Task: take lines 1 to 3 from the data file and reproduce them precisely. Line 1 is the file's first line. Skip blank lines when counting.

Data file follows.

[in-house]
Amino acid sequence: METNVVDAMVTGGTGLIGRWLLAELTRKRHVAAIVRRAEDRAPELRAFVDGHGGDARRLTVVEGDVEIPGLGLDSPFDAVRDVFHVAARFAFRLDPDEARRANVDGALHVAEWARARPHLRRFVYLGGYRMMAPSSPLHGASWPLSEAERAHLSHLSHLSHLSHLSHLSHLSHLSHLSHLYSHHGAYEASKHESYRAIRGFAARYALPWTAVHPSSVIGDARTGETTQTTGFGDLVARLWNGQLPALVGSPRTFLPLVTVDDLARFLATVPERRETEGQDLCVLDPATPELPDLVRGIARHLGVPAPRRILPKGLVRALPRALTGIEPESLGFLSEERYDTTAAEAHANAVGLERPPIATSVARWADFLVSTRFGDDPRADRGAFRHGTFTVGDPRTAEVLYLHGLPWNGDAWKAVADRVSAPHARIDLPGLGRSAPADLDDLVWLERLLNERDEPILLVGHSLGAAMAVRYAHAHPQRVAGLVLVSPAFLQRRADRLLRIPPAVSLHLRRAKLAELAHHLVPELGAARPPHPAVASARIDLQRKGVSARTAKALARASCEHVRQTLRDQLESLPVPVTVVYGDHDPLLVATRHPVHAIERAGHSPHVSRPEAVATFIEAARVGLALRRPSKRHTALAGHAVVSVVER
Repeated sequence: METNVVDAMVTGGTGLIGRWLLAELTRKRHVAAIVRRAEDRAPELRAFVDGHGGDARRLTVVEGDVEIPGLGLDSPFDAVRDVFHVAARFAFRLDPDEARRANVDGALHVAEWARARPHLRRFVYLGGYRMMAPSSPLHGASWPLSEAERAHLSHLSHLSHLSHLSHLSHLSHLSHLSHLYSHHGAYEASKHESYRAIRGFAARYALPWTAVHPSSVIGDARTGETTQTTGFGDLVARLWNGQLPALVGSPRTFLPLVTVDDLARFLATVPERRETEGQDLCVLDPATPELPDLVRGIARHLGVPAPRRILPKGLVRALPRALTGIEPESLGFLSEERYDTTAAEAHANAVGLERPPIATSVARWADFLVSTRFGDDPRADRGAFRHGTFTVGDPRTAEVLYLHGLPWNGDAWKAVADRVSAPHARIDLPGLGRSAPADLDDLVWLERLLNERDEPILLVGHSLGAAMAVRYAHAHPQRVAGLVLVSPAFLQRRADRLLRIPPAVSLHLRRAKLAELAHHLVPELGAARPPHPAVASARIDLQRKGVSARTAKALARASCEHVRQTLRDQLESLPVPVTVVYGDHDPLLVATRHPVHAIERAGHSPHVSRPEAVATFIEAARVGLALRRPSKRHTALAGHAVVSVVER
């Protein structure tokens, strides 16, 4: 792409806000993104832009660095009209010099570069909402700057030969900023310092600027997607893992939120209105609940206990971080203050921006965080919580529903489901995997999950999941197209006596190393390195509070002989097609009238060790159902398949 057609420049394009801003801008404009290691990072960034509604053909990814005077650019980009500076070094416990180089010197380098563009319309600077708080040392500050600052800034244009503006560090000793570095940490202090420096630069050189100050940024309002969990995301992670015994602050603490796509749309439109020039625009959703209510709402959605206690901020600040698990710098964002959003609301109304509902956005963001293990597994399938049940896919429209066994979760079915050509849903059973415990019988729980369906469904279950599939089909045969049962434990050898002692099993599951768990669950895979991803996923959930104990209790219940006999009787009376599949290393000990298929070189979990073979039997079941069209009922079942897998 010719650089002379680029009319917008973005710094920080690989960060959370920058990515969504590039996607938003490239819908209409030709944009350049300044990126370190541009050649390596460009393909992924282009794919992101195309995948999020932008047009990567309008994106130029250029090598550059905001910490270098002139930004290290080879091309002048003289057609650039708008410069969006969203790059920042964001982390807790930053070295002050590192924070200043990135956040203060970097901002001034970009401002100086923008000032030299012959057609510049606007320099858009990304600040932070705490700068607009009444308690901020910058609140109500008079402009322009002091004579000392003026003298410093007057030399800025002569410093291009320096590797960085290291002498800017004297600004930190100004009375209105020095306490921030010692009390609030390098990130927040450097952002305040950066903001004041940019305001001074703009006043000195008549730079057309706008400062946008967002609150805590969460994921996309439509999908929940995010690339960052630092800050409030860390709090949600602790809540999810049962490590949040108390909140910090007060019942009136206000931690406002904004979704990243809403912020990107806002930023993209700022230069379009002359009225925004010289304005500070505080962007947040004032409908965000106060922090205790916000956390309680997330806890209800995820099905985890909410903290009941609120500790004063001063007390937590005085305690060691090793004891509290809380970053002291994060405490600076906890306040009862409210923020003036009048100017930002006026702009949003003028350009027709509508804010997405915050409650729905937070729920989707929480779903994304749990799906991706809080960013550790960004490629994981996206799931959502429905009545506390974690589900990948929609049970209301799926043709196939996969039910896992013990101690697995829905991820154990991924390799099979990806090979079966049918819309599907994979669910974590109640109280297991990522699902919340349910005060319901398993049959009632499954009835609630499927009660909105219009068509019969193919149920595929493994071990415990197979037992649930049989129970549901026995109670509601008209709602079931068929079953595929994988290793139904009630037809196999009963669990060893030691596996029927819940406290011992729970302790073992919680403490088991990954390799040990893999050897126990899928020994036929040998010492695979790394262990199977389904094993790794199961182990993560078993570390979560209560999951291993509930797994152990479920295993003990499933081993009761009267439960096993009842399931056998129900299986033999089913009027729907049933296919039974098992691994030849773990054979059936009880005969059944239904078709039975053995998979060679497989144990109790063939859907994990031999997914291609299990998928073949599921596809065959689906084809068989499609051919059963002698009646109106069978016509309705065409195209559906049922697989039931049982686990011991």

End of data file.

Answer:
[in-house]
Amino acid sequence: METNVVDAMVTGGTGLIGRWLLAELTRKRHVAAIVRRAEDRAPELRAFVDGHGGDARRLTVVEGDVEIPGLGLDSPFDAVRDVFHVAARFAFRLDPDEARRANVDGALHVAEWARARPHLRRFVYLGGYRMMAPSSPLHGASWPLSEAERAHLSHLSHLSHLSHLSHLSHLSHLSHLSHLYSHHGAYEASKHESYRAIRGFAARYALPWTAVHPSSVIGDARTGETTQTTGFGDLVARLWNGQLPALVGSPRTFLPLVTVDDLARFLATVPERRETEGQDLCVLDPATPELPDLVRGIARHLGVPAPRRILPKGLVRALPRALTGIEPESLGFLSEERYDTTAAEAHANAVGLERPPIATSVARWADFLVSTRFGDDPRADRGAFRHGTFTVGDPRTAEVLYLHGLPWNGDAWKAVADRVSAPHARIDLPGLGRSAPADLDDLVWLERLLNERDEPILLVGHSLGAAMAVRYAHAHPQRVAGLVLVSPAFLQRRADRLLRIPPAVSLHLRRAKLAELAHHLVPELGAARPPHPAVASARIDLQRKGVSARTAKALARASCEHVRQTLRDQLESLPVPVTVVYGDHDPLLVATRHPVHAIERAGHSPHVSRPEAVATFIEAARVGLALRRPSKRHTALAGHAVVSVVER
Repeated sequence: METNVVDAMVTGGTGLIGRWLLAELTRKRHVAAIVRRAEDRAPELRAFVDGHGGDARRLTVVEGDVEIPGLGLDSPFDAVRDVFHVAARFAFRLDPDEARRANVDGALHVAEWARARPHLRRFVYLGGYRMMAPSSPLHGASWPLSEAERAHLSHLSHLSHLSHLSHLSHLSHLSHLSHLYSHHGAYEASKHESYRAIRGFAARYALPWTAVHPSSVIGDARTGETTQTTGFGDLVARLWNGQLPALVGSPRTFLPLVTVDDLARFLATVPERRETEGQDLCVLDPATPELPDLVRGIARHLGVPAPRRILPKGLVRALPRALTGIEPESLGFLSEERYDTTAAEAHANAVGLERPPIATSVARWADFLVSTRFGDDPRADRGAFRHGTFTVGDPRTAEVLYLHGLPWNGDAWKAVADRVSAPHARIDLPGLGRSAPADLDDLVWLERLLNERDEPILLVGHSLGAAMAVRYAHAHPQRVAGLVLVSPAFLQRRADRLLRIPPAVSLHLRRAKLAELAHHLVPELGAARPPHPAVASARIDLQRKGVSARTAKALARASCEHVRQTLRDQLESLPVPVTVVYGDHDPLLVATRHPVHAIERAGHSPHVSRPEAVATFIEAARVGLALRRPSKRHTALAGHAVVSVVER